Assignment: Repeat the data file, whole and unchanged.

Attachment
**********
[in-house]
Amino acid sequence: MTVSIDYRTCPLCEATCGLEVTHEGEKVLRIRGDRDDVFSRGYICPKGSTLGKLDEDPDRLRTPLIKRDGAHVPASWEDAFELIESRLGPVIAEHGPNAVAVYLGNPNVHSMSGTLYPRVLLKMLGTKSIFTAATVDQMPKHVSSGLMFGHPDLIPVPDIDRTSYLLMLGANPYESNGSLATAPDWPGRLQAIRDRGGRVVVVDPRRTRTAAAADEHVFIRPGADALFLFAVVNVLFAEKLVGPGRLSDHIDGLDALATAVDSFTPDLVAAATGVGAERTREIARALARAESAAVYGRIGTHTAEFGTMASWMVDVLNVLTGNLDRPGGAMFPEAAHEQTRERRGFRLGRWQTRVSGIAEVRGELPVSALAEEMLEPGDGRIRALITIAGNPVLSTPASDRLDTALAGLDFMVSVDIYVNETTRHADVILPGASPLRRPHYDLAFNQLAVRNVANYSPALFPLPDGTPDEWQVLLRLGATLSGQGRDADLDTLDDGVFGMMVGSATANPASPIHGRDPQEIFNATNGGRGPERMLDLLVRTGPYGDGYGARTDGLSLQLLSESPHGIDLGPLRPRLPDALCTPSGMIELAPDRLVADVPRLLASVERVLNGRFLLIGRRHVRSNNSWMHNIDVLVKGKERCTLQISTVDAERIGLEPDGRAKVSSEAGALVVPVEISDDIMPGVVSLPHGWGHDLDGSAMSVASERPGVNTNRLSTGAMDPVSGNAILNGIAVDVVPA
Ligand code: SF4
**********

[in-house]
Amino acid sequence: MTVSIDYRTCPLCEATCGLEVTHEGEKVLRIRGDRDDVFSRGYICPKGSTLGKLDEDPDRLRTPLIKRDGAHVPASWEDAFELIESRLGPVIAEHGPNAVAVYLGNPNVHSMSGTLYPRVLLKMLGTKSIFTAATVDQMPKHVSSGLMFGHPDLIPVPDIDRTSYLLMLGANPYESNGSLATAPDWPGRLQAIRDRGGRVVVVDPRRTRTAAAADEHVFIRPGADALFLFAVVNVLFAEKLVGPGRLSDHIDGLDALATAVDSFTPDLVAAATGVGAERTREIARALARAESAAVYGRIGTHTAEFGTMASWMVDVLNVLTGNLDRPGGAMFPEAAHEQTRERRGFRLGRWQTRVSGIAEVRGELPVSALAEEMLEPGDGRIRALITIAGNPVLSTPASDRLDTALAGLDFMVSVDIYVNETTRHADVILPGASPLRRPHYDLAFNQLAVRNVANYSPALFPLPDGTPDEWQVLLRLGATLSGQGRDADLDTLDDGVFGMMVGSATANPASPIHGRDPQEIFNATNGGRGPERMLDLLVRTGPYGDGYGARTDGLSLQLLSESPHGIDLGPLRPRLPDALCTPSGMIELAPDRLVADVPRLLASVERVLNGRFLLIGRRHVRSNNSWMHNIDVLVKGKERCTLQISTVDAERIGLEPDGRAKVSSEAGALVVPVEISDDIMPGVVSLPHGWGHDLDGSAMSVASERPGVNTNRLSTGAMDPVSGNAILNGIAVDVVPA
Ligand code: SF4